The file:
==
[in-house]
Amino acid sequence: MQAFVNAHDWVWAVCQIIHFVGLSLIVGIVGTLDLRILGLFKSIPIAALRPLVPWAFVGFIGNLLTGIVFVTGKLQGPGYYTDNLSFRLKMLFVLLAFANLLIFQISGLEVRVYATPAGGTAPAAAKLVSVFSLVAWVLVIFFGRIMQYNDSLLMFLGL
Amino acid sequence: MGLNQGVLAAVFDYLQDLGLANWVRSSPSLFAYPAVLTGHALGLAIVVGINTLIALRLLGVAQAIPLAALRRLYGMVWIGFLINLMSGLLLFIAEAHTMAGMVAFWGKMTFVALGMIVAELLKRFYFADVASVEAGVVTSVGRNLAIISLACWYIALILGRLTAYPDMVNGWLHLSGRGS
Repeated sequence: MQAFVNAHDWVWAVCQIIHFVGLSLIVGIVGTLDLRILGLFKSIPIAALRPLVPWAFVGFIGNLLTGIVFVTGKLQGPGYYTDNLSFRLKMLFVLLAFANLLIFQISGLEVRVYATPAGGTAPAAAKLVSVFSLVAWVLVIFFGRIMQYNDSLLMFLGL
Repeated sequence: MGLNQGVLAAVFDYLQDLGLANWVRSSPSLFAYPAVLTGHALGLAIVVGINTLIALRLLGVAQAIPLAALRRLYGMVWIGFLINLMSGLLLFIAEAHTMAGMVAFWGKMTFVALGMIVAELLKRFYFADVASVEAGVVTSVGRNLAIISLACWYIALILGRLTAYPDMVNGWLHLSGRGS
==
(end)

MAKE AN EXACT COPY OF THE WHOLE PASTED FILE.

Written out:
[in-house]
Amino acid sequence: MQAFVNAHDWVWAVCQIIHFVGLSLIVGIVGTLDLRILGLFKSIPIAALRPLVPWAFVGFIGNLLTGIVFVTGKLQGPGYYTDNLSFRLKMLFVLLAFANLLIFQISGLEVRVYATPAGGTAPAAAKLVSVFSLVAWVLVIFFGRIMQYNDSLLMFLGL
Amino acid sequence: MGLNQGVLAAVFDYLQDLGLANWVRSSPSLFAYPAVLTGHALGLAIVVGINTLIALRLLGVAQAIPLAALRRLYGMVWIGFLINLMSGLLLFIAEAHTMAGMVAFWGKMTFVALGMIVAELLKRFYFADVASVEAGVVTSVGRNLAIISLACWYIALILGRLTAYPDMVNGWLHLSGRGS
Repeated sequence: MQAFVNAHDWVWAVCQIIHFVGLSLIVGIVGTLDLRILGLFKSIPIAALRPLVPWAFVGFIGNLLTGIVFVTGKLQGPGYYTDNLSFRLKMLFVLLAFANLLIFQISGLEVRVYATPAGGTAPAAAKLVSVFSLVAWVLVIFFGRIMQYNDSLLMFLGL
Repeated sequence: MGLNQGVLAAVFDYLQDLGLANWVRSSPSLFAYPAVLTGHALGLAIVVGINTLIALRLLGVAQAIPLAALRRLYGMVWIGFLINLMSGLLLFIAEAHTMAGMVAFWGKMTFVALGMIVAELLKRFYFADVASVEAGVVTSVGRNLAIISLACWYIALILGRLTAYPDMVNGWLHLSGRGS